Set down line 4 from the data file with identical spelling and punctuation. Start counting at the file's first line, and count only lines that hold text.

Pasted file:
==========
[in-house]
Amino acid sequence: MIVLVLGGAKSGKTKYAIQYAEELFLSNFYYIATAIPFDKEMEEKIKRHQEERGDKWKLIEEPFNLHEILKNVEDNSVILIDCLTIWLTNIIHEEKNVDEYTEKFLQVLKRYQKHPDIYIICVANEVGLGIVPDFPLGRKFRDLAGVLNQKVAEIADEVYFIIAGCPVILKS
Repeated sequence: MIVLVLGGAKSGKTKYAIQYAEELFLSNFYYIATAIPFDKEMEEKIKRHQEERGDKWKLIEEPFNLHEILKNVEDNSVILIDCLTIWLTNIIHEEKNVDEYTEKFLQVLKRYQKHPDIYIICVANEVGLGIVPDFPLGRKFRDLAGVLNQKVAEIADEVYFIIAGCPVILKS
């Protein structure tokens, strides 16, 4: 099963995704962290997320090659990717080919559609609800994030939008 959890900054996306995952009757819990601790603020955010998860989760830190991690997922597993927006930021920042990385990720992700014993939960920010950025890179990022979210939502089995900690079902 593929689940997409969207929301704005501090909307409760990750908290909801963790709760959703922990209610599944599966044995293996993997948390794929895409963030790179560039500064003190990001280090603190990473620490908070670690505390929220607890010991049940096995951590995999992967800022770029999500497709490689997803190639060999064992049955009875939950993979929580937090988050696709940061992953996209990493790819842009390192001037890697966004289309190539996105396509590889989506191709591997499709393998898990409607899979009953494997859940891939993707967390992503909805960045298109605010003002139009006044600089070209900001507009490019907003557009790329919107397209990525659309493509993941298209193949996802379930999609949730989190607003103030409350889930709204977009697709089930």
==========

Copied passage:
């Protein structure tokens, strides 16, 4: 099963995704962290997320090659990717080919559609609800994030939008 959890900054996306995952009757819990601790603020955010998860989760830190991690997922597993927006930021920042990385990720992700014993939960920010950025890179990022979210939502089995900690079902 593929689940997409969207929301704005501090909307409760990750908290909801963790709760959703922990209610599944599966044995293996993997948390794929895409963030790179560039500064003190990001280090603190990473620490908070670690505390929220607890010991049940096995951590995999992967800022770029999500497709490689997803190639060999064992049955009875939950993979929580937090988050696709940061992953996209990493790819842009390192001037890697966004289309190539996105396509590889989506191709591997499709393998898990409607899979009953494997859940891939993707967390992503909805960045298109605010003002139009006044600089070209900001507009490019907003557009790329919107397209990525659309493509993941298209193949996802379930999609949730989190607003103030409350889930709204977009697709089930």